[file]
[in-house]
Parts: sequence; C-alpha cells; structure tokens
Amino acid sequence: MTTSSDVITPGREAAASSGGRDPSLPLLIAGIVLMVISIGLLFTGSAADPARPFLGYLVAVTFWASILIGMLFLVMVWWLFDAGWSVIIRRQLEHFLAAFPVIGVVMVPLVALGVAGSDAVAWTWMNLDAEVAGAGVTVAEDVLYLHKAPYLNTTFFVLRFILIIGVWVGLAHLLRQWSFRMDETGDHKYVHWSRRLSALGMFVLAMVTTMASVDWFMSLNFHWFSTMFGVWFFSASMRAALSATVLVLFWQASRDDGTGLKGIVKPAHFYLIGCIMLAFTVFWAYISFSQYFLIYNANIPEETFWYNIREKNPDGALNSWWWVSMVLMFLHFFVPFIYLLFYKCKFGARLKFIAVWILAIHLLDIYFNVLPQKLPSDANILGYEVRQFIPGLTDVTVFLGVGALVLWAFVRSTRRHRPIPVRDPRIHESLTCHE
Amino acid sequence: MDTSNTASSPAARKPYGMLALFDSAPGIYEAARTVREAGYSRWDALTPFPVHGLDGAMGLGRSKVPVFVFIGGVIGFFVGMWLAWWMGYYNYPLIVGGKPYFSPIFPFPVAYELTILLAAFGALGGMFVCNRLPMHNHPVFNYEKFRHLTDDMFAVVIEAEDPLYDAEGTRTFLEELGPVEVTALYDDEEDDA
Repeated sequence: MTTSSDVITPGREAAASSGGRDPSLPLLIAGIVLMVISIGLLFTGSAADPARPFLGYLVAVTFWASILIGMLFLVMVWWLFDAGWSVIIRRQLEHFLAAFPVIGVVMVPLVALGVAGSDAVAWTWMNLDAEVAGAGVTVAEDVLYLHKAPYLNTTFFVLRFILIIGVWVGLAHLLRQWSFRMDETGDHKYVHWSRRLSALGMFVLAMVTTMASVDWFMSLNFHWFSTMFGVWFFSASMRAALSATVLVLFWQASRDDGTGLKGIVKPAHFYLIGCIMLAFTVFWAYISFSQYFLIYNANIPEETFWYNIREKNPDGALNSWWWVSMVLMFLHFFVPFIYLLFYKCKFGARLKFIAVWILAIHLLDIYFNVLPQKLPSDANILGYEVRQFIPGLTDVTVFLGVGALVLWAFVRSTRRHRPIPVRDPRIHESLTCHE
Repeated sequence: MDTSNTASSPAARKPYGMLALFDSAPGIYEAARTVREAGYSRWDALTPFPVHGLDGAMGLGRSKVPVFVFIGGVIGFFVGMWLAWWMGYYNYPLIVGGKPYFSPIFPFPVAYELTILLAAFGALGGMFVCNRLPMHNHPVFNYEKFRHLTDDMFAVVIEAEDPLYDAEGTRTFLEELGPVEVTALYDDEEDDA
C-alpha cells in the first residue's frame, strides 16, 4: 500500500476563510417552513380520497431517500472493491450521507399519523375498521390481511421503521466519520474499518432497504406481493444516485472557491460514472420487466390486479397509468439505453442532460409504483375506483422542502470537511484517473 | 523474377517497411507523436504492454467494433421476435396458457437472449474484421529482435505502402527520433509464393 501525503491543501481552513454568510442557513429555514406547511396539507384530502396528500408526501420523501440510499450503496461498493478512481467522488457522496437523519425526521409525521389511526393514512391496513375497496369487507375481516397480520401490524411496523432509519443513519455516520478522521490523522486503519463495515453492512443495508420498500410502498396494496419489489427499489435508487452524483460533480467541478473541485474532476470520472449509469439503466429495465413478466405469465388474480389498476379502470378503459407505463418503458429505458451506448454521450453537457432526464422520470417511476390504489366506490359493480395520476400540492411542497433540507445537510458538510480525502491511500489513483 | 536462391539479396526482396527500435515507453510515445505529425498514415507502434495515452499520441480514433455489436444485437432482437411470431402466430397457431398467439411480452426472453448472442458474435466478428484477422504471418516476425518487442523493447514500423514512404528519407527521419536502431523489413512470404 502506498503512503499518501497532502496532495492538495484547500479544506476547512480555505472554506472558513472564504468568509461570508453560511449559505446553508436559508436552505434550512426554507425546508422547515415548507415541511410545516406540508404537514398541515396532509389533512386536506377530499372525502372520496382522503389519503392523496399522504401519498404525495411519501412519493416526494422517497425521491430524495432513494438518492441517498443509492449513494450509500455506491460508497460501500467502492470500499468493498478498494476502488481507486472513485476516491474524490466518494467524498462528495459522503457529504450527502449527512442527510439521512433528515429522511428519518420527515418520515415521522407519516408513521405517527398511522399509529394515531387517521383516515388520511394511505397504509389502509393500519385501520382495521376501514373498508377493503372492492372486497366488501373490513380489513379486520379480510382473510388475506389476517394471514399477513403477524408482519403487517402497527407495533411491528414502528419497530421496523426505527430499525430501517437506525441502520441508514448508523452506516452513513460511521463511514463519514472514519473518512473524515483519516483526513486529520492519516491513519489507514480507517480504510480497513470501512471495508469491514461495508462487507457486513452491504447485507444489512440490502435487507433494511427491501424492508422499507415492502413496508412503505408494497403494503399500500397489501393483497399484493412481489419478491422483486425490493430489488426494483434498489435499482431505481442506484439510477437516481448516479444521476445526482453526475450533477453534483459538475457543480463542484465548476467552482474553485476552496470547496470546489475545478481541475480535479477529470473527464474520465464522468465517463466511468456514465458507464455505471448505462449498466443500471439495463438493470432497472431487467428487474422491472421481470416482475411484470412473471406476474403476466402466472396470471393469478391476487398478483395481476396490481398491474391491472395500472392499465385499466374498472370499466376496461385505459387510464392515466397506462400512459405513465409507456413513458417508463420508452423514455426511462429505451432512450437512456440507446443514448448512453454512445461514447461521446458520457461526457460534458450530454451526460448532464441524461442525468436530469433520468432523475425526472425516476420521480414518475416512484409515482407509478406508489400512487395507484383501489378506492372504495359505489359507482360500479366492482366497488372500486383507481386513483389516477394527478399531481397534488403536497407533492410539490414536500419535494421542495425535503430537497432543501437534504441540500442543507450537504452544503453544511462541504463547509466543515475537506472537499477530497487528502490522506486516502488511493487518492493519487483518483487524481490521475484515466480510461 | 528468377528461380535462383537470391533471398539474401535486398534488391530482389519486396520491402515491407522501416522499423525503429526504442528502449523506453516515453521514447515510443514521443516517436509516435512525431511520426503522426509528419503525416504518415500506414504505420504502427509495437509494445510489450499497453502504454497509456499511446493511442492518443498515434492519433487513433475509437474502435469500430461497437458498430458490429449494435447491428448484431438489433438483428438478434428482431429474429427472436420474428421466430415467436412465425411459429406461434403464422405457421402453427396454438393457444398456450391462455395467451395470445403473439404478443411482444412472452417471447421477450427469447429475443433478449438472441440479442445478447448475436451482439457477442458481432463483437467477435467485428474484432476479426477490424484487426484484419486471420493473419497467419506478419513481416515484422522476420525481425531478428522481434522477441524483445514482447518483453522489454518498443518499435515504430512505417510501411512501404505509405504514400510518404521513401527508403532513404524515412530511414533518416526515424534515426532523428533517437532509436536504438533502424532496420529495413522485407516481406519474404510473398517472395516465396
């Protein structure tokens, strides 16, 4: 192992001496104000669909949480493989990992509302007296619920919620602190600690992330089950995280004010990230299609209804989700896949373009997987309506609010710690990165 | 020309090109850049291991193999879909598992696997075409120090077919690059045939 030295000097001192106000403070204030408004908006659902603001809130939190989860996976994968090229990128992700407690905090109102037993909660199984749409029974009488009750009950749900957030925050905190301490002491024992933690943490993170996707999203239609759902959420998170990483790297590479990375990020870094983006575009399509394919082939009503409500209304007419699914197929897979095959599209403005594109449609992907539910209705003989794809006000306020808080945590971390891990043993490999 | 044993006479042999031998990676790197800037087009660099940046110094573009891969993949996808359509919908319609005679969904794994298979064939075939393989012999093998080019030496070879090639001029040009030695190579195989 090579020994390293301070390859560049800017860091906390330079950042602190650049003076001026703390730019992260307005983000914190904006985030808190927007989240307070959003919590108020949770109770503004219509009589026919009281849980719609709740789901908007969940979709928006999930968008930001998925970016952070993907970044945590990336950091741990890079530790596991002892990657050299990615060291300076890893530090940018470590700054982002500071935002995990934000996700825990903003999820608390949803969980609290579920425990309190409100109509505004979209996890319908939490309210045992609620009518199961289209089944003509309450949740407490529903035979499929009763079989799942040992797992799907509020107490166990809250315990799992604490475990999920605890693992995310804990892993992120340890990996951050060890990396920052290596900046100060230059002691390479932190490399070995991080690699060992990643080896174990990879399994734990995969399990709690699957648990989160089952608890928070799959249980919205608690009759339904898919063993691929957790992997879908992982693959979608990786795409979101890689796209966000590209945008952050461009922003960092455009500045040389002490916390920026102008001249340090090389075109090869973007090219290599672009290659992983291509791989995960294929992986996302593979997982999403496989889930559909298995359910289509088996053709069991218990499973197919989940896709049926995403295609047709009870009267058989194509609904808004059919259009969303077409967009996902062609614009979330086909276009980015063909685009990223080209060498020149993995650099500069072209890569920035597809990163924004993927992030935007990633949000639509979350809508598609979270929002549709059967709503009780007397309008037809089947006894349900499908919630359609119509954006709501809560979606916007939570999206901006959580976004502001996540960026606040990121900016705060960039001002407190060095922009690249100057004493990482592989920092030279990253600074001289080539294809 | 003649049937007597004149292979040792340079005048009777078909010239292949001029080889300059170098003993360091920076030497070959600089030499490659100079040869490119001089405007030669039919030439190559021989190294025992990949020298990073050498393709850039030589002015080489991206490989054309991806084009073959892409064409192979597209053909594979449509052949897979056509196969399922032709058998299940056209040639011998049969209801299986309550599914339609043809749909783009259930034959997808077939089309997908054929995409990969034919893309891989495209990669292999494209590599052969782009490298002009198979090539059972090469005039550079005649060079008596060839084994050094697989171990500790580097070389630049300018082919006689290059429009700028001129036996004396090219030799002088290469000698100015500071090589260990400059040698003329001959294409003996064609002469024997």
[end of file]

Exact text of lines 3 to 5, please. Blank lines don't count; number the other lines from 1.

Amino acid sequence: MTTSSDVITPGREAAASSGGRDPSLPLLIAGIVLMVISIGLLFTGSAADPARPFLGYLVAVTFWASILIGMLFLVMVWWLFDAGWSVIIRRQLEHFLAAFPVIGVVMVPLVALGVAGSDAVAWTWMNLDAEVAGAGVTVAEDVLYLHKAPYLNTTFFVLRFILIIGVWVGLAHLLRQWSFRMDETGDHKYVHWSRRLSALGMFVLAMVTTMASVDWFMSLNFHWFSTMFGVWFFSASMRAALSATVLVLFWQASRDDGTGLKGIVKPAHFYLIGCIMLAFTVFWAYISFSQYFLIYNANIPEETFWYNIREKNPDGALNSWWWVSMVLMFLHFFVPFIYLLFYKCKFGARLKFIAVWILAIHLLDIYFNVLPQKLPSDANILGYEVRQFIPGLTDVTVFLGVGALVLWAFVRSTRRHRPIPVRDPRIHESLTCHE
Amino acid sequence: MDTSNTASSPAARKPYGMLALFDSAPGIYEAARTVREAGYSRWDALTPFPVHGLDGAMGLGRSKVPVFVFIGGVIGFFVGMWLAWWMGYYNYPLIVGGKPYFSPIFPFPVAYELTILLAAFGALGGMFVCNRLPMHNHPVFNYEKFRHLTDDMFAVVIEAEDPLYDAEGTRTFLEELGPVEVTALYDDEEDDA
Repeated sequence: MTTSSDVITPGREAAASSGGRDPSLPLLIAGIVLMVISIGLLFTGSAADPARPFLGYLVAVTFWASILIGMLFLVMVWWLFDAGWSVIIRRQLEHFLAAFPVIGVVMVPLVALGVAGSDAVAWTWMNLDAEVAGAGVTVAEDVLYLHKAPYLNTTFFVLRFILIIGVWVGLAHLLRQWSFRMDETGDHKYVHWSRRLSALGMFVLAMVTTMASVDWFMSLNFHWFSTMFGVWFFSASMRAALSATVLVLFWQASRDDGTGLKGIVKPAHFYLIGCIMLAFTVFWAYISFSQYFLIYNANIPEETFWYNIREKNPDGALNSWWWVSMVLMFLHFFVPFIYLLFYKCKFGARLKFIAVWILAIHLLDIYFNVLPQKLPSDANILGYEVRQFIPGLTDVTVFLGVGALVLWAFVRSTRRHRPIPVRDPRIHESLTCHE